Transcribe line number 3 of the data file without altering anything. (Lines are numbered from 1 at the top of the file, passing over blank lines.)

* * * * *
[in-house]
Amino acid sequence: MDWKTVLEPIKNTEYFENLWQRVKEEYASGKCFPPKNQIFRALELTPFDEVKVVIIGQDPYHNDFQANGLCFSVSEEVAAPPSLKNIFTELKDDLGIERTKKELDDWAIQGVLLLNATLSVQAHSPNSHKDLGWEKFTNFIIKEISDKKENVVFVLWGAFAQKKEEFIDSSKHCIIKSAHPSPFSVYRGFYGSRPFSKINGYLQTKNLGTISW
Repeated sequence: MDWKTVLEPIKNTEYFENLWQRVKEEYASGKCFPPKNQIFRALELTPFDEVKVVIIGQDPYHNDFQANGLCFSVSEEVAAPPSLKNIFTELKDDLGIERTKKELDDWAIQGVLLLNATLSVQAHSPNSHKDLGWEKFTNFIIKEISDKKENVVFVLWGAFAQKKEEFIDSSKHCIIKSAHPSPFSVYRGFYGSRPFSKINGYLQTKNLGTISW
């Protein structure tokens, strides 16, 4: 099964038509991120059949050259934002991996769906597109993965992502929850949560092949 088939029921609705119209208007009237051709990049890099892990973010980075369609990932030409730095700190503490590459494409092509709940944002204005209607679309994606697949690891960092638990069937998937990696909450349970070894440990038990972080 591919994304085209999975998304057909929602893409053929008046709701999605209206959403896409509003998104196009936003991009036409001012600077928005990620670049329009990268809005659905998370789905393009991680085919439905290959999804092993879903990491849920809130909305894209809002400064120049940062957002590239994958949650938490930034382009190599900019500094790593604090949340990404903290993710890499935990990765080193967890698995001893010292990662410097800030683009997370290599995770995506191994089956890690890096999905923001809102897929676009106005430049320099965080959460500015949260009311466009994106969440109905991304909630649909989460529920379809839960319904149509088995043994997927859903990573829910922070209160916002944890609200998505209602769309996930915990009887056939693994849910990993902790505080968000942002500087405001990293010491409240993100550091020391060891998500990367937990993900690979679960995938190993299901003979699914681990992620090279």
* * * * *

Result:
Repeated sequence: MDWKTVLEPIKNTEYFENLWQRVKEEYASGKCFPPKNQIFRALELTPFDEVKVVIIGQDPYHNDFQANGLCFSVSEEVAAPPSLKNIFTELKDDLGIERTKKELDDWAIQGVLLLNATLSVQAHSPNSHKDLGWEKFTNFIIKEISDKKENVVFVLWGAFAQKKEEFIDSSKHCIIKSAHPSPFSVYRGFYGSRPFSKINGYLQTKNLGTISW